Study Reveals More Dementia in Homeless Population

dementiaThe Lancet Public Health published a study funded by the Public Health Agency of Canada, comparing rates of dementia in individuals experiencing homelessness with the general population and with people living in low-income communities in Ontario, Canada. Statistics indicated unhoused people exhibited dementia more commonly, and especially in the 55 to 64 year age range.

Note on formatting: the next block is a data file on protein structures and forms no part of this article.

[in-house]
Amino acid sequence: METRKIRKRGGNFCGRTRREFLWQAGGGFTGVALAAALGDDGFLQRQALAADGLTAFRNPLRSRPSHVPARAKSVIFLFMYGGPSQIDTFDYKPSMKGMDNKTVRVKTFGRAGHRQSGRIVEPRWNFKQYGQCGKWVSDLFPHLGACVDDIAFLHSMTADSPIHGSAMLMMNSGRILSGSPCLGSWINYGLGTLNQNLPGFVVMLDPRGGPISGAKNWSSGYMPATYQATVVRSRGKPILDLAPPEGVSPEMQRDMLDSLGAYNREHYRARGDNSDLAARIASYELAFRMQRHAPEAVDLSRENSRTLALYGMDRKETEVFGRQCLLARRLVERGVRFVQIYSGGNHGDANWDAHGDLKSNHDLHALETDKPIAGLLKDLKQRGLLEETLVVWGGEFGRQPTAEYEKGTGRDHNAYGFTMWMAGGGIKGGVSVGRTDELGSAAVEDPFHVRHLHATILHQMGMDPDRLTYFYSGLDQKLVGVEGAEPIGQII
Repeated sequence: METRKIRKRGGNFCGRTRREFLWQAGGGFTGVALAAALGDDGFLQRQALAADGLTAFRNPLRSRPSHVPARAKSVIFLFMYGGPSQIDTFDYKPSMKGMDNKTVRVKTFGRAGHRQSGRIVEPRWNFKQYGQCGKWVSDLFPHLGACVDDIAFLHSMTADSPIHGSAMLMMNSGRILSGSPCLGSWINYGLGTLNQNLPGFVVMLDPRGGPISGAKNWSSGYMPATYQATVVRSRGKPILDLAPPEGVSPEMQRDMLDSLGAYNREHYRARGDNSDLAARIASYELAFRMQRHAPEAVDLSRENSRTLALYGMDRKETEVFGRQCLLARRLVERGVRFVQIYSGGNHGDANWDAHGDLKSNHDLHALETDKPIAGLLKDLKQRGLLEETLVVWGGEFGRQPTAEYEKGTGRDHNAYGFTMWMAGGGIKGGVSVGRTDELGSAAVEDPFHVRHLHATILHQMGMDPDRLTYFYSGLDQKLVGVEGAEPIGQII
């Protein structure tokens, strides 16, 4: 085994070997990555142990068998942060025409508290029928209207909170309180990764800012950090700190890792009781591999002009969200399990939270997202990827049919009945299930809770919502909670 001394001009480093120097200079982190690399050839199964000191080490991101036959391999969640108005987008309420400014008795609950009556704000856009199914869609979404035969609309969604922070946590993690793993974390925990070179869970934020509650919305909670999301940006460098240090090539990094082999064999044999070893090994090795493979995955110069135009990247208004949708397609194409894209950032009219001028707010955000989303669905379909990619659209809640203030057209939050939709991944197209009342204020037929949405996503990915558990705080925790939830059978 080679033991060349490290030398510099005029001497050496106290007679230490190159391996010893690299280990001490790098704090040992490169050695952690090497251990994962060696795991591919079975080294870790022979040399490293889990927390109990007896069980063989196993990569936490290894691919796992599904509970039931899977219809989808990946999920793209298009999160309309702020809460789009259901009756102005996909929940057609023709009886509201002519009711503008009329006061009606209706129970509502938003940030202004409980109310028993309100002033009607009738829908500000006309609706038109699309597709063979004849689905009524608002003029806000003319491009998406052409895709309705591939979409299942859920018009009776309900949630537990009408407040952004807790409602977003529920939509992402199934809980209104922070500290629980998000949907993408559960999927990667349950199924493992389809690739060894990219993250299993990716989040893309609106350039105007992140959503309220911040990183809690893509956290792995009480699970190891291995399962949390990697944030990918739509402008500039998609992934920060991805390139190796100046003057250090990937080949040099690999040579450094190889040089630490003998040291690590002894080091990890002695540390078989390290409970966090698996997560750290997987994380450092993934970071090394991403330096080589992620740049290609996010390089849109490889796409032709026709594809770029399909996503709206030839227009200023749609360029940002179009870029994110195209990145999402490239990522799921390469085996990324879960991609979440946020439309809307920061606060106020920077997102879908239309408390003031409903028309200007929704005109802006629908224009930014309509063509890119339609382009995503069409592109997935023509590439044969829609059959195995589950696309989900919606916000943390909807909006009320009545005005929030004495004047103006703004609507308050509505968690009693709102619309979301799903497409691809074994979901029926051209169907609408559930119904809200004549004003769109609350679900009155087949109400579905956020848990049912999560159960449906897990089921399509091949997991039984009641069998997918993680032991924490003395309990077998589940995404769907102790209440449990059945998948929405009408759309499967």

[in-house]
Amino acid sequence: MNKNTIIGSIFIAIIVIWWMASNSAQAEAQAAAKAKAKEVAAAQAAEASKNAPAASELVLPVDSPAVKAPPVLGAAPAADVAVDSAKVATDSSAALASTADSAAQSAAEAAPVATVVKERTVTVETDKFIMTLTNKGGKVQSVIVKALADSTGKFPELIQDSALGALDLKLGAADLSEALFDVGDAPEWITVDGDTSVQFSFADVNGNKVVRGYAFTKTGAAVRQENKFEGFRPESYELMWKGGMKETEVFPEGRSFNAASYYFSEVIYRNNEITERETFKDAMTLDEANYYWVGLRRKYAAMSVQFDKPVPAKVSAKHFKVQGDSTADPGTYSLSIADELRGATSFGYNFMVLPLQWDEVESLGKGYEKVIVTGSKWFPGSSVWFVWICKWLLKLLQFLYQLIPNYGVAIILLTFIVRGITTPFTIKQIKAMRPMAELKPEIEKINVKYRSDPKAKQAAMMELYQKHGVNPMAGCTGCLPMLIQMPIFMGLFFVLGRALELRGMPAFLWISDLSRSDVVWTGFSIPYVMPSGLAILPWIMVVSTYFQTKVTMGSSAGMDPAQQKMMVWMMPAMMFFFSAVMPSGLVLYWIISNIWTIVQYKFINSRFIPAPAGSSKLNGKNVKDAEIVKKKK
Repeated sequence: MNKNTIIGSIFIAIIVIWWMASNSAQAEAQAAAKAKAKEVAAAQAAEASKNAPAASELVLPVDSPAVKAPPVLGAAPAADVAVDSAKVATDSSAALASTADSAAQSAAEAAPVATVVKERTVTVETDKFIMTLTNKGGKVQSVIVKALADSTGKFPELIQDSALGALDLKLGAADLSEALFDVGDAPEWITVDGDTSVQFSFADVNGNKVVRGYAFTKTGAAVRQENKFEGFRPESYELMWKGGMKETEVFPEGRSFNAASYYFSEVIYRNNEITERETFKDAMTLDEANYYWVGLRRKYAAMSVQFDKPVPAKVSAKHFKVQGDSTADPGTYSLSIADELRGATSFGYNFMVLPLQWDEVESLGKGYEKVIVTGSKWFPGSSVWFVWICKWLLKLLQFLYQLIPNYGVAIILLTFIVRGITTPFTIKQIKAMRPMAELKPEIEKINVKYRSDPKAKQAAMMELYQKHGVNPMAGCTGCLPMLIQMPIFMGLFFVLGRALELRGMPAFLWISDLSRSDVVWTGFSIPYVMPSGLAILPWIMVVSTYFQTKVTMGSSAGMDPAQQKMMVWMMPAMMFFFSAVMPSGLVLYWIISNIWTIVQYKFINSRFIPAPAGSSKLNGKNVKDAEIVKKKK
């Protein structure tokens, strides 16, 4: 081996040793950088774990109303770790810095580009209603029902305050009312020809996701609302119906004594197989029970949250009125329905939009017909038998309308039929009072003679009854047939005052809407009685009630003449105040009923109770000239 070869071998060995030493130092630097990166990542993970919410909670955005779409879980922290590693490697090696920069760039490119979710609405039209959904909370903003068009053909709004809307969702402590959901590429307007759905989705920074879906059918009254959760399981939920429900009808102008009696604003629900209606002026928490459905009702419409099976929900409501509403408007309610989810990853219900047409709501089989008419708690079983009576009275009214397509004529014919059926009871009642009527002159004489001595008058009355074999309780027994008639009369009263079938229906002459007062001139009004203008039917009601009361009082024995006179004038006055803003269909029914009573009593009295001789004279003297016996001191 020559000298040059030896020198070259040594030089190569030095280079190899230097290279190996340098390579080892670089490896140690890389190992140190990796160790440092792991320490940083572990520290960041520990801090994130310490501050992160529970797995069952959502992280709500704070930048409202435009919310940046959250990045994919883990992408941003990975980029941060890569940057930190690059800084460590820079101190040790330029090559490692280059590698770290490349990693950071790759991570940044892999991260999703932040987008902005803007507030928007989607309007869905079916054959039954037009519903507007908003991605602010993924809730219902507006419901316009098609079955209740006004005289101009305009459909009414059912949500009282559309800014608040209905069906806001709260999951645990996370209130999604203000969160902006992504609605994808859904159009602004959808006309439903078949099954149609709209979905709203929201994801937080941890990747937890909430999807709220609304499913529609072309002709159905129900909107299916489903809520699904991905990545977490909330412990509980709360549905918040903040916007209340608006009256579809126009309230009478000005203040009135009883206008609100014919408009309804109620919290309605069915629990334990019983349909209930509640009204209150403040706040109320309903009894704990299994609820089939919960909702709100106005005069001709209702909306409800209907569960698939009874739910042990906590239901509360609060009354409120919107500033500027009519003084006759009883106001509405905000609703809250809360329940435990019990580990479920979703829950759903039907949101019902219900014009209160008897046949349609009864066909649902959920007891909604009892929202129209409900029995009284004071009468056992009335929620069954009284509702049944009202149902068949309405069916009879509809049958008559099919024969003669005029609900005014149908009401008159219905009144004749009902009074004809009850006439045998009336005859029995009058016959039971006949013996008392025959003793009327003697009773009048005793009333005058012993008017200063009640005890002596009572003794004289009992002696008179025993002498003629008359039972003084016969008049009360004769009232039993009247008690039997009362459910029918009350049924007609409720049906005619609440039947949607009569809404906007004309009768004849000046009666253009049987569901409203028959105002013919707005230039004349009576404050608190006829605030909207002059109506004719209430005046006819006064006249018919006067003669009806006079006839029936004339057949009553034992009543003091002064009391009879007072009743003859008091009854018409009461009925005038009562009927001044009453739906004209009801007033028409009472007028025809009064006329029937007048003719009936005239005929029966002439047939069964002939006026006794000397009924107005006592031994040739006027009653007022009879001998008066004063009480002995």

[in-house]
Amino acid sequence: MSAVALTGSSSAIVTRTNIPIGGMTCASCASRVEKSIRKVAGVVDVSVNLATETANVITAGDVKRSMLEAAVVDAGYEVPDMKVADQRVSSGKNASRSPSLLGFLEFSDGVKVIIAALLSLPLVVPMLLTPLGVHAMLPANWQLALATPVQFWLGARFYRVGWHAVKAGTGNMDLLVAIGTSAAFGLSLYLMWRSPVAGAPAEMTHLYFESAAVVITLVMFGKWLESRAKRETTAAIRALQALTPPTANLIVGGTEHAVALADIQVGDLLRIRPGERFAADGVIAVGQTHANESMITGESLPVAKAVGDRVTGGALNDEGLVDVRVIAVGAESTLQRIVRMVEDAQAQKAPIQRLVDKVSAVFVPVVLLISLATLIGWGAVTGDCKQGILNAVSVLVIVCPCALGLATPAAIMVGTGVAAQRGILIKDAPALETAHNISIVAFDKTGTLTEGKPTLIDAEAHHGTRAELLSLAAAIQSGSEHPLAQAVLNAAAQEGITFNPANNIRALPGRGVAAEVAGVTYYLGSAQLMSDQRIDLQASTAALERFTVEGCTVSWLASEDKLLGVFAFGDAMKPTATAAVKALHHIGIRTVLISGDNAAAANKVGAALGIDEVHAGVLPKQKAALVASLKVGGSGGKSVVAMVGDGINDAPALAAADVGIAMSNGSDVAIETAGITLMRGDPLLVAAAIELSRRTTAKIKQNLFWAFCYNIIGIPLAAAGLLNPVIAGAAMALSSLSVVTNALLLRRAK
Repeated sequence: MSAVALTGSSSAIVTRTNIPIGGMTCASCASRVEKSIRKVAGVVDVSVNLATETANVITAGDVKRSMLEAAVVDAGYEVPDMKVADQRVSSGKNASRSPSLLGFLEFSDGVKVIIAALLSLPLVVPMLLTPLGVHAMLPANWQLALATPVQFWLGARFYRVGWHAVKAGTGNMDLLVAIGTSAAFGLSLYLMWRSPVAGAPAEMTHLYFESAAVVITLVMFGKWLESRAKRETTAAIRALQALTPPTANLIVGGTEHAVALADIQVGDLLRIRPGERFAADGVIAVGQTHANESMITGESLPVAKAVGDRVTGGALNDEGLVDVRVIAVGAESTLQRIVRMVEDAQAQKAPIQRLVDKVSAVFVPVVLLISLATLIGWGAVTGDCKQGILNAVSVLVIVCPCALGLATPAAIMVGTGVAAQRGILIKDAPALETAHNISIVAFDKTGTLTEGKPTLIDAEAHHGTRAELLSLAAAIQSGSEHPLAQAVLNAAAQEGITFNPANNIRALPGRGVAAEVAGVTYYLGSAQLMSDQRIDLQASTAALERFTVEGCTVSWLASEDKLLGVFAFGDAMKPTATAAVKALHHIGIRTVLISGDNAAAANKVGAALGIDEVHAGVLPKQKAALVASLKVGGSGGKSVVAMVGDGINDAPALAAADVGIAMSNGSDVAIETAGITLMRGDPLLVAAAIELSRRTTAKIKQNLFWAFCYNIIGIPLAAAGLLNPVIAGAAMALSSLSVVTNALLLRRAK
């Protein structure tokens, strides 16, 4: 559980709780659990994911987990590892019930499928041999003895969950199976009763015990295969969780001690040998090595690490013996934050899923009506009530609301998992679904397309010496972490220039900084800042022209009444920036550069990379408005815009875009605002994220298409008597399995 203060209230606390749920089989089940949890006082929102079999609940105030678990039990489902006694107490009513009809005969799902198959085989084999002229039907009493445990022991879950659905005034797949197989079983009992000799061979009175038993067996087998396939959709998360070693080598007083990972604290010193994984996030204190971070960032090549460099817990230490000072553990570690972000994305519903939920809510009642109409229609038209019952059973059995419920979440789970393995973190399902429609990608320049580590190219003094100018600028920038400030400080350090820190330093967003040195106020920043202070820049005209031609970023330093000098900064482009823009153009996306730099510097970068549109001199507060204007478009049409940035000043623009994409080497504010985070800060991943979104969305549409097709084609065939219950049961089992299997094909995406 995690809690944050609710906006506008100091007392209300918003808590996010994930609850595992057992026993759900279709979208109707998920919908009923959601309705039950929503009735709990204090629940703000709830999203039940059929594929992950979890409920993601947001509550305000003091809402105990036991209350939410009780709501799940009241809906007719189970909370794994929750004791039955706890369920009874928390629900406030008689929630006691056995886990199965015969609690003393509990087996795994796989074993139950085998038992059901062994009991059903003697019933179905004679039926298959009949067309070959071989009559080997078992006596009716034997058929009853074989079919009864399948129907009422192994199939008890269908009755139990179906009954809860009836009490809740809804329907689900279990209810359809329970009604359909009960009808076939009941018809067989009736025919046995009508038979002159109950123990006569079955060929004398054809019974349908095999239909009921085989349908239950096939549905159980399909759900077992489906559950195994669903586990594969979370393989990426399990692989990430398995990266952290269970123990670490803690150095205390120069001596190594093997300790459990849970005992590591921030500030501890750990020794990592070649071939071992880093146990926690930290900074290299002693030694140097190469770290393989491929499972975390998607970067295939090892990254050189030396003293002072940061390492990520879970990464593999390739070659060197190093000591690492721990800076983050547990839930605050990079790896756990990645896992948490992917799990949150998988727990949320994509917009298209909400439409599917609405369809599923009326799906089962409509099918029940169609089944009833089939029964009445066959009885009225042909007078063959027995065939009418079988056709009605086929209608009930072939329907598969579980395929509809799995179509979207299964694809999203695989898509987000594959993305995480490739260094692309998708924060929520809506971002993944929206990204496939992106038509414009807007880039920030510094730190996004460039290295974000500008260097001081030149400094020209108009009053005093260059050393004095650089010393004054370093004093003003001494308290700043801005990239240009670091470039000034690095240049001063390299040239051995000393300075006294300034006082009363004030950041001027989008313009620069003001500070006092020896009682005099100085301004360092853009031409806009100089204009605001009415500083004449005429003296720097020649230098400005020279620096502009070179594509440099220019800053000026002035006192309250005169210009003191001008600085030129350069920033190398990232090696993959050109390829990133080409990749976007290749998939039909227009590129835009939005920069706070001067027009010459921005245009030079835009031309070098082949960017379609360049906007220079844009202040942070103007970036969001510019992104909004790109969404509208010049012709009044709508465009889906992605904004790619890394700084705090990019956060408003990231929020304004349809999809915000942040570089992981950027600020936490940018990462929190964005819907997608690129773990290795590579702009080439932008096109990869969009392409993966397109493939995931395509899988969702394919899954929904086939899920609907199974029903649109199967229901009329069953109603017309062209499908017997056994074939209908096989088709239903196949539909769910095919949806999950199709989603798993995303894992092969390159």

According to lead author, Dr. Richard Booth, "There's a strong link between homelessness and accelerated ageing, which may be one of the reasons people experience an earlier onset of the disease." In fact, for those between 55 and 74 years of age, rates of dementia increased between four and five times compared to the general population, and more than three times higher than for those in the low-income group. Researchers recognize the complications in diagnosing dementia in individuals experiencing various chronic health conditions, not to mention the difficulty in getting either a medical history or diagnosis among this population, which probably means that the numbers could severely underrepresent the true prevalence of dementia.

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